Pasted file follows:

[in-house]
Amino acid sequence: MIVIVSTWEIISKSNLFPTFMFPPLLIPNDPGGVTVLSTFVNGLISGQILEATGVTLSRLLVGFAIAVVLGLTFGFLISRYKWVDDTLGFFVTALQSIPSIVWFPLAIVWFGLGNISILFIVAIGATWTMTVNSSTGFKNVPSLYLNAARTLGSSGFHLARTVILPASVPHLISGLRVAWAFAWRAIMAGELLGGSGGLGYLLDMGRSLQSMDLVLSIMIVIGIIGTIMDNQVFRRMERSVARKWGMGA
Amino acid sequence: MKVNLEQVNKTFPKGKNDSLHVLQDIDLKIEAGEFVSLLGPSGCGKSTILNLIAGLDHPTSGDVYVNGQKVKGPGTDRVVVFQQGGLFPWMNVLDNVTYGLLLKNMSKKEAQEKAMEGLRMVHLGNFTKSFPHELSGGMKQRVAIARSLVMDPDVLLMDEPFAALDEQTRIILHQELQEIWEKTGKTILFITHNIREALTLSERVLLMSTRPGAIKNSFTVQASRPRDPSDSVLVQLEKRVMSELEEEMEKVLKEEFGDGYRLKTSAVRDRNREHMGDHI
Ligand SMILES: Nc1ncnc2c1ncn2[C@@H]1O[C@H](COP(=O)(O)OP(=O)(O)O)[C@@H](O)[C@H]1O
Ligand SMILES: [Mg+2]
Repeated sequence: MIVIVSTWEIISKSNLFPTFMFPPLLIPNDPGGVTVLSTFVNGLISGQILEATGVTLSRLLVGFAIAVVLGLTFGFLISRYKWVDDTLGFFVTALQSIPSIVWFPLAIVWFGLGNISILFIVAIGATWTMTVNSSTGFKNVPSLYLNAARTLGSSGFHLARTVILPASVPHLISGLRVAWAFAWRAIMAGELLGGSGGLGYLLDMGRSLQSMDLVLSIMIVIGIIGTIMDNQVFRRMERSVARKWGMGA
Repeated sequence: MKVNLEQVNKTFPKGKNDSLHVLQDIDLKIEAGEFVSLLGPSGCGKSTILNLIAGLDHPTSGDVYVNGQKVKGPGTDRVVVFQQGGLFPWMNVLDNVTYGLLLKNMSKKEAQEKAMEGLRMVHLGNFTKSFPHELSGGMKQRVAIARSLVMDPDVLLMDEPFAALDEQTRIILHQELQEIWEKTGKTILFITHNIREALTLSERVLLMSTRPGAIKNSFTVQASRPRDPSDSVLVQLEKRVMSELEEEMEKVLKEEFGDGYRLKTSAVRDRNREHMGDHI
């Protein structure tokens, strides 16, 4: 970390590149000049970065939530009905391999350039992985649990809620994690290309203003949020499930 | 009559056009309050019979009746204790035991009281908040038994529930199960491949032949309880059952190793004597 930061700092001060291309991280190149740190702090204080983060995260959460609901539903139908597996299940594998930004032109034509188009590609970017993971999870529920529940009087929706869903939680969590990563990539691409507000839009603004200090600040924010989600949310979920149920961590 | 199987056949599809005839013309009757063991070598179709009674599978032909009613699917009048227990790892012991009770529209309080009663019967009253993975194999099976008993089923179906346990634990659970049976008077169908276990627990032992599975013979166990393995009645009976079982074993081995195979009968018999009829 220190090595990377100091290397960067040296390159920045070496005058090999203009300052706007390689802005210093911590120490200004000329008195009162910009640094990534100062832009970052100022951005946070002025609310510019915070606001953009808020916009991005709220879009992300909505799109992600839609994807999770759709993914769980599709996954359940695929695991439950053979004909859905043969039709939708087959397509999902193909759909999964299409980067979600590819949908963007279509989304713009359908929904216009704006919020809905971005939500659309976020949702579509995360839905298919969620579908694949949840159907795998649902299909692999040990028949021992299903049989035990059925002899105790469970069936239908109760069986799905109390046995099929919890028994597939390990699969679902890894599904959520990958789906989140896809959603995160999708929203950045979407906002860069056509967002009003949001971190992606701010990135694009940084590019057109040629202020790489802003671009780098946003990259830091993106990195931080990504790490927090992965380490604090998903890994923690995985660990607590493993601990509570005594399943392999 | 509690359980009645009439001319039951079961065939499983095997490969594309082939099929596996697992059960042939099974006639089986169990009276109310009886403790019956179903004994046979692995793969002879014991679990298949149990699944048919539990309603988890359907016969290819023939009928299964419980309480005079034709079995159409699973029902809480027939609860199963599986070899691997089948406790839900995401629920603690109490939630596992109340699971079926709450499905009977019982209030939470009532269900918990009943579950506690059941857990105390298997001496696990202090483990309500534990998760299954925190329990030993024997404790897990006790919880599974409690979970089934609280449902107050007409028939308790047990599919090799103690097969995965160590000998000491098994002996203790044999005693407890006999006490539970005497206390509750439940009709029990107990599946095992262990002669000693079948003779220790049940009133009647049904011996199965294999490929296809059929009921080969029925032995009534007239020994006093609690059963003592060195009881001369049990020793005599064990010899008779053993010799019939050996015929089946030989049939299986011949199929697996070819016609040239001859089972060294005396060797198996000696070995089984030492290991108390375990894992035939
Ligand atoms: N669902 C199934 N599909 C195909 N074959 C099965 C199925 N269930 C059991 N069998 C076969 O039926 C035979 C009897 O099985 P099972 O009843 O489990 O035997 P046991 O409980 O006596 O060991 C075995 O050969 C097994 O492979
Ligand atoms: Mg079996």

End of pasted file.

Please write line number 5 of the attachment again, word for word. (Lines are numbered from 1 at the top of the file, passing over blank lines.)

Ligand SMILES: [Mg+2]